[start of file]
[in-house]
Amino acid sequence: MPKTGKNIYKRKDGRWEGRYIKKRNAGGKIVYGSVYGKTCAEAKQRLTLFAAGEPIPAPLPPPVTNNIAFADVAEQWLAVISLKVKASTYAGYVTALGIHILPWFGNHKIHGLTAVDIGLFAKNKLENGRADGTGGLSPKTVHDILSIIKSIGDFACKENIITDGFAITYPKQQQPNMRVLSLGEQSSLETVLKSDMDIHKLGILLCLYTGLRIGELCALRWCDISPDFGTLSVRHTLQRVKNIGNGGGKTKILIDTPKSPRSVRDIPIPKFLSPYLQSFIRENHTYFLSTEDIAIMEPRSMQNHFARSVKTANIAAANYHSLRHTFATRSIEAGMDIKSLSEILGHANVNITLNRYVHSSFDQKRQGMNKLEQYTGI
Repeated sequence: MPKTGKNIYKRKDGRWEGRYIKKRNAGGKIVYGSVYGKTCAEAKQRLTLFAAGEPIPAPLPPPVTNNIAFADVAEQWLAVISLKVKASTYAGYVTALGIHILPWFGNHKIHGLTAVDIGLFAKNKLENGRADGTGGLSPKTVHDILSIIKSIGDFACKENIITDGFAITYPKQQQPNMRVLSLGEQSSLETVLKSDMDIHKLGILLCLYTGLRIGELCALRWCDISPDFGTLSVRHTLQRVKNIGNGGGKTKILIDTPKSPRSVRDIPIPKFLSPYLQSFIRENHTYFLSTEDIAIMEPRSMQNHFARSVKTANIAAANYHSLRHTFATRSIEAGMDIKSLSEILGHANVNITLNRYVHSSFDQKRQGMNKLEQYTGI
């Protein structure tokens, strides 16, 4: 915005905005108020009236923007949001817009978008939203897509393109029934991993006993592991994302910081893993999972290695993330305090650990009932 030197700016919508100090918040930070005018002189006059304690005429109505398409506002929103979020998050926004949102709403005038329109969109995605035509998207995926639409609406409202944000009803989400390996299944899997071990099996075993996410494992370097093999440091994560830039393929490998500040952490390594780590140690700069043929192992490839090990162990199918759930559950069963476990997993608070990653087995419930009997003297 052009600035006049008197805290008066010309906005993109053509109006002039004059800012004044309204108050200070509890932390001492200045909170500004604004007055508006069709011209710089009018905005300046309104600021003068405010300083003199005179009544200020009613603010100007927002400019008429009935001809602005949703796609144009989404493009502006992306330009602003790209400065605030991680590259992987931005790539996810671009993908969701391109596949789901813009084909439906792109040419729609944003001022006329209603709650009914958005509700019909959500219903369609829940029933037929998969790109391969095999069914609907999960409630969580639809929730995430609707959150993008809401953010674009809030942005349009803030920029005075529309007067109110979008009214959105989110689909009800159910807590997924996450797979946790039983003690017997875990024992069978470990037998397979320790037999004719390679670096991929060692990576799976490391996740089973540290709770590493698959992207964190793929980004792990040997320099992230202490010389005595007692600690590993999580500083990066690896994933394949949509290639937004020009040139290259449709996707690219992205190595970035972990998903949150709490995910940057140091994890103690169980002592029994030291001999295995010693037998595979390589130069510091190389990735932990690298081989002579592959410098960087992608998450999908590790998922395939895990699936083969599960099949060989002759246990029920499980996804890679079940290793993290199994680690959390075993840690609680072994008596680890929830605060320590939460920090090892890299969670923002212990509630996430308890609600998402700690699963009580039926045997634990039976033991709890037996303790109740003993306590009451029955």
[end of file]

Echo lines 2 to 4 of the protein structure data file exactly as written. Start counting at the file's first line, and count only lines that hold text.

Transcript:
Amino acid sequence: MPKTGKNIYKRKDGRWEGRYIKKRNAGGKIVYGSVYGKTCAEAKQRLTLFAAGEPIPAPLPPPVTNNIAFADVAEQWLAVISLKVKASTYAGYVTALGIHILPWFGNHKIHGLTAVDIGLFAKNKLENGRADGTGGLSPKTVHDILSIIKSIGDFACKENIITDGFAITYPKQQQPNMRVLSLGEQSSLETVLKSDMDIHKLGILLCLYTGLRIGELCALRWCDISPDFGTLSVRHTLQRVKNIGNGGGKTKILIDTPKSPRSVRDIPIPKFLSPYLQSFIRENHTYFLSTEDIAIMEPRSMQNHFARSVKTANIAAANYHSLRHTFATRSIEAGMDIKSLSEILGHANVNITLNRYVHSSFDQKRQGMNKLEQYTGI
Repeated sequence: MPKTGKNIYKRKDGRWEGRYIKKRNAGGKIVYGSVYGKTCAEAKQRLTLFAAGEPIPAPLPPPVTNNIAFADVAEQWLAVISLKVKASTYAGYVTALGIHILPWFGNHKIHGLTAVDIGLFAKNKLENGRADGTGGLSPKTVHDILSIIKSIGDFACKENIITDGFAITYPKQQQPNMRVLSLGEQSSLETVLKSDMDIHKLGILLCLYTGLRIGELCALRWCDISPDFGTLSVRHTLQRVKNIGNGGGKTKILIDTPKSPRSVRDIPIPKFLSPYLQSFIRENHTYFLSTEDIAIMEPRSMQNHFARSVKTANIAAANYHSLRHTFATRSIEAGMDIKSLSEILGHANVNITLNRYVHSSFDQKRQGMNKLEQYTGI
């Protein structure tokens, strides 16, 4: 915005905005108020009236923007949001817009978008939203897509393109029934991993006993592991994302910081893993999972290695993330305090650990009932 030197700016919508100090918040930070005018002189006059304690005429109505398409506002929103979020998050926004949102709403005038329109969109995605035509998207995926639409609406409202944000009803989400390996299944899997071990099996075993996410494992370097093999440091994560830039393929490998500040952490390594780590140690700069043929192992490839090990162990199918759930559950069963476990997993608070990653087995419930009997003297 052009600035006049008197805290008066010309906005993109053509109006002039004059800012004044309204108050200070509890932390001492200045909170500004604004007055508006069709011209710089009018905005300046309104600021003068405010300083003199005179009544200020009613603010100007927002400019008429009935001809602005949703796609144009989404493009502006992306330009602003790209400065605030991680590259992987931005790539996810671009993908969701391109596949789901813009084909439906792109040419729609944003001022006329209603709650009914958005509700019909959500219903369609829940029933037929998969790109391969095999069914609907999960409630969580639809929730995430609707959150993008809401953010674009809030942005349009803030920029005075529309007067109110979008009214959105989110689909009800159910807590997924996450797979946790039983003690017997875990024992069978470990037998397979320790037999004719390679670096991929060692990576799976490391996740089973540290709770590493698959992207964190793929980004792990040997320099992230202490010389005595007692600690590993999580500083990066690896994933394949949509290639937004020009040139290259449709996707690219992205190595970035972990998903949150709490995910940057140091994890103690169980002592029994030291001999295995010693037998595979390589130069510091190389990735932990690298081989002579592959410098960087992608998450999908590790998922395939895990699936083969599960099949060989002759246990029920499980996804890679079940290793993290199994680690959390075993840690609680072994008596680890929830605060320590939460920090090892890299969670923002212990509630996430308890609600998402700690699963009580039926045997634990039976033991709890037996303790109740003993306590009451029955």